Wednesday, 19 June 2013

Grosse Messer


 

Some time ago I was contacted by a customer to produce for him a blunt, re-enactment sword in the style of a German “Grosse Messer”, meaning literally “big knife”.

These weapons of the renaissance form an intriguing family that take a variety of form and sizes, the style we elected for is of the longest type, a “krieges Messer”, a “war knife", identifying it as a type exclusively intended for use by the professional soldier of the day.  What's unusual about that is that many of the Messers were not exclusively for fighting; many occupied that intriguing place in the contemporary society as tools, status symbols, civilian personal defence and hunting swords. They existed as rudimentary Civilian implements and objects of the elite.

Their name “big knife” does not simply infer that they were large single edge blades, but reveals something of their manufacture as they were made by knife cutlers (a guild distinct from the sword cutlers) and also exploited a legal loop hole of the time that a peasant could not own a sword, yet there were no limits to what defined a knife, so knives became larger.

The design of this hand forged re-enactment sword was based on several modern examples including the fine piece by Peter Johnsson, as well as my own research on original pieces. The blade was forged from En9 carbon steel.

This is the story of the sword’s manufacture.
 
The starting stock for the blade was 20 inches of 40x10 En9
 
 This was forged out to 44 inches before a clip was forged in and the bevels were established, which produced the natural curve.
 
 
 

Once the outline of the sword had been formed with the bevels roughed forged, the spare material  in the tang end, was cut off to be forged into a punch to cut the hole in the guard.
The design called for a double fuller to be forged in so a tool was made to this, forging from both sides of the blade simultaneously.
 
 
 
Once these were forged, it was time to begin hand polishing  the blade with files and abrasives, the fullers were polished by wrapping 8mm diameter steel rods in abrasive and rubbing in slow even movements to ensure that the fullers terminates gracefully.
 
 
 
Once a rough polish had been achieved it was time to move on to the hilt parts, these were all hand forged from mild steel using a range of techniques.
The starting stock was a piece of 20mm square
 
This was knocked down to something like 16x 25.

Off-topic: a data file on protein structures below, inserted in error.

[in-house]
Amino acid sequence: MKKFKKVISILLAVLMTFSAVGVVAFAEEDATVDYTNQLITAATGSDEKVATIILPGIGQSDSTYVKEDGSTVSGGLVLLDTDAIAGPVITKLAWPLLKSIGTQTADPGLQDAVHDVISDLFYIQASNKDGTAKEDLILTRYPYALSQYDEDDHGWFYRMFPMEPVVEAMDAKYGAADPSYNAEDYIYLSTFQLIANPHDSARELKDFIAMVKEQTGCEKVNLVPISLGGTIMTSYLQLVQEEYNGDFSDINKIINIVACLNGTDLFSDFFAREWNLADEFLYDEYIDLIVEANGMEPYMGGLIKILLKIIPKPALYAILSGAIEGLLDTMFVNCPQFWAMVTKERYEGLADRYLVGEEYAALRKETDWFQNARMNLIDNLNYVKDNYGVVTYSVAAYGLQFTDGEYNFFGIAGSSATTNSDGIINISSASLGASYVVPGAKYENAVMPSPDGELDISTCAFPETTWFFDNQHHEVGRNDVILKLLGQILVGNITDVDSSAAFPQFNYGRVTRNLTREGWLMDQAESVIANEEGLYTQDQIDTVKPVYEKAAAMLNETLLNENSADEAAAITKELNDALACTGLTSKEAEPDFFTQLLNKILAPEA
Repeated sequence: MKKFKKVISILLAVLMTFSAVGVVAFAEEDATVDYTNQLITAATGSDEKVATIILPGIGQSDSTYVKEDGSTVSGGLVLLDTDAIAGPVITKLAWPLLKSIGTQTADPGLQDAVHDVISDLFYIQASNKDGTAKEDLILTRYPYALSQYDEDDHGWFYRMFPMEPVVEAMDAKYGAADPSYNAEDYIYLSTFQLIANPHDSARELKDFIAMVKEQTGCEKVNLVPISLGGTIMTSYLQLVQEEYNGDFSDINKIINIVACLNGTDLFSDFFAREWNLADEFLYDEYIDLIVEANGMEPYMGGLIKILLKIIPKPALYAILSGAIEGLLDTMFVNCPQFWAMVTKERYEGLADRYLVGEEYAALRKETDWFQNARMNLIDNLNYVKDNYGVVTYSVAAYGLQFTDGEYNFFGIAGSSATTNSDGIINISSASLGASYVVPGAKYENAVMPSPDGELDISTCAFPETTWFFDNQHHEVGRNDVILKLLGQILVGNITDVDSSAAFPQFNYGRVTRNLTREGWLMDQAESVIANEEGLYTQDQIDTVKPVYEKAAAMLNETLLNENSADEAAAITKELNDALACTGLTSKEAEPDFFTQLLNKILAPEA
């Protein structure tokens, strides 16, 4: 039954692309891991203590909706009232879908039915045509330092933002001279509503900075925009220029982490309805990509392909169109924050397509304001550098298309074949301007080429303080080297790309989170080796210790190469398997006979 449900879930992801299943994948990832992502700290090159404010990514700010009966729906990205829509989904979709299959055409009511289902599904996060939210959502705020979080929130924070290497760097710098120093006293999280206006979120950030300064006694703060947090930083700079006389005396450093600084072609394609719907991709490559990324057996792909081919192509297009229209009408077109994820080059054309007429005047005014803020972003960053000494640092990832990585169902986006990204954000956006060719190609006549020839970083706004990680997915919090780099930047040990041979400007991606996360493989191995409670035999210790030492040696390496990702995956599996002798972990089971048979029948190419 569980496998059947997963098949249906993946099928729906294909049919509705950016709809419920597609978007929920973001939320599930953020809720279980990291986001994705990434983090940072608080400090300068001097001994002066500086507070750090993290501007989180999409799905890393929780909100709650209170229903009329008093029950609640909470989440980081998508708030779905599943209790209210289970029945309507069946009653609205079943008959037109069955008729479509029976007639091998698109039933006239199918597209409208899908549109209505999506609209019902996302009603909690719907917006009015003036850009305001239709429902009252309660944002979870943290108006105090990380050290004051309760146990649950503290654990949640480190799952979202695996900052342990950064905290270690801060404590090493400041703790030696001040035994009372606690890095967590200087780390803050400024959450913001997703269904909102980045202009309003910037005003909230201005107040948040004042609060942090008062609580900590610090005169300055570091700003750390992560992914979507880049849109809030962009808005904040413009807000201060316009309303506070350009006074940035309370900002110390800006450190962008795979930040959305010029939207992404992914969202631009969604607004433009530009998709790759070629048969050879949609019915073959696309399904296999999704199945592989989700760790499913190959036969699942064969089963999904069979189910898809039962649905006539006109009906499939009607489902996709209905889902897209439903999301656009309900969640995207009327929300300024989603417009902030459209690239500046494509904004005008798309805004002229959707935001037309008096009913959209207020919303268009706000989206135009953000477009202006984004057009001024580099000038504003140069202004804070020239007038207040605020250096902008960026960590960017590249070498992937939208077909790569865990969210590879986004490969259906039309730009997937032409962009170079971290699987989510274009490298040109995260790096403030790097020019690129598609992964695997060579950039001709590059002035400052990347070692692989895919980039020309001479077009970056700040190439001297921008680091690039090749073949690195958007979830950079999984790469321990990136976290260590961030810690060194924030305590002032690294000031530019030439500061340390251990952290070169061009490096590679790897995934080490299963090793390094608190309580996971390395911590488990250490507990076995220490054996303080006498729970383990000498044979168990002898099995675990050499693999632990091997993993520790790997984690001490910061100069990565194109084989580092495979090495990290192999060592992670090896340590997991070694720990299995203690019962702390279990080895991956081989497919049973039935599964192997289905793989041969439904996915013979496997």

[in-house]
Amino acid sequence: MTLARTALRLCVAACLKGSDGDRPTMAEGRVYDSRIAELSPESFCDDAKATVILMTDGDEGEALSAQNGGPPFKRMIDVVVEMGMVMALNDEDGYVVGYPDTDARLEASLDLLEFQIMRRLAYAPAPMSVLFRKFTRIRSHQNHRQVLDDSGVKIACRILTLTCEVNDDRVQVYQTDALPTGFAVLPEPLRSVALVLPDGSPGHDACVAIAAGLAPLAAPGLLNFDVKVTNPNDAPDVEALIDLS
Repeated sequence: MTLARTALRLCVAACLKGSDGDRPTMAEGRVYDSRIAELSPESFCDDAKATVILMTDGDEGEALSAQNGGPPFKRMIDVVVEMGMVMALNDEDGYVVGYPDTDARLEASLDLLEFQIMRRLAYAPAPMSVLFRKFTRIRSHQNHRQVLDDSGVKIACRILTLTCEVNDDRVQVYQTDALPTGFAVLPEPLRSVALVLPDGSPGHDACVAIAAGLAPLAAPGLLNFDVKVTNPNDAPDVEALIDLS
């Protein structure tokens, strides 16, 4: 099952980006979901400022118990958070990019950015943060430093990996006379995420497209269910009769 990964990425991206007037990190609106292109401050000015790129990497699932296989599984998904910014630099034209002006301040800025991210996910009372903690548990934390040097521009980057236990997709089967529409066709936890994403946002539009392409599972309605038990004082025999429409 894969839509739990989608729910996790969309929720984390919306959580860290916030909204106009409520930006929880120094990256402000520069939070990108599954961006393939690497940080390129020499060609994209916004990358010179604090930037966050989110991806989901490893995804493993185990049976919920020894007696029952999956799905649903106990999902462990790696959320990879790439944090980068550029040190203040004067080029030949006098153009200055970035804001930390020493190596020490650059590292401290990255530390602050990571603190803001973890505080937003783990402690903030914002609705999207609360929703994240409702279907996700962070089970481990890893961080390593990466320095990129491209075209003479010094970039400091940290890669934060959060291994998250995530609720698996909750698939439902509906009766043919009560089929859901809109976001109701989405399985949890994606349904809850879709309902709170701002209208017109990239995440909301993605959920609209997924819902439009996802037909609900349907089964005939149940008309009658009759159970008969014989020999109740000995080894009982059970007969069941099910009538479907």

The offcut from the tang was forged into a punch the same width as the widest point on the tang (pommel end) and used to hot punch out the slot.
 




 
 
Once the slot had been cut, the billet was marked out and the sections that would become the quillions were separated using a top set forged some time ago.  Care was taken not to intrude in to the newly punched slot, which would have damaged or distorted it.



 
 
 
The blanks for the quillions were then drawn out under the Goliath power hammer.
 
The Nagel hand guard was forged carefully from one piece.


 
A large rasp was used to set the shoulder before, finally, a bolster was employ to upset the back and fully square the shoulder. The long rivet or mortise would be trimmed shorter before final assembly of the guard.



 



 

 
 
After the clamour of forgework comes the inevitable fettling and making of dust, quite course dust at this point, but dust all the same.
The cross piece and the nagel were shaped and formed with files and abrasives until they were In a condition to marry.


 

These were fitted to the sword and progress could begin on fitting the oak grip and the asymmetric pommel.


 
Once all the holes had been drilled and the timber fitted, everything was secured.
 
 
Like in the originals, copper shims were carefully fabricated do ensure absolute tightness.
 
Copper tubes with steel rods were used as rivets- this exactly replicates the method used on originals.
The nagel guard was peened into a counter sunk hole on the reverse, piercing the blade securely in position.  Once the mortise had been peened it was nearly invisible.
The timber was sealed with several protective coats of linseed oil, which encourages any interesting aspects of the grain tremendously.
This also prevents filth from the hands marking the wood and the tannins from the oak staining the skin. The contrast between wood, copper and steel was also increased and the object is left with a satisfying variety of textures and colours.
Two astrological symbols were carved into the grip upon the customer’s request and the piece was finished.











Thank you.
 
 
 
 

3 comments:

  1. Beautiful work! I'm a big fan of the grosse messer and kriegs messer style.

    ReplyDelete
  2. Most interesting to learn about the distinctions characterizing the "big knife". Legal loophole for the non-gentry and manufacture by knife, rather than sword-makers - including scale handles. I had always puzzled over that one. Thank you for such an informative and interesting piece!

    And your work is impressive - lethally beautiful "knife"!

    ReplyDelete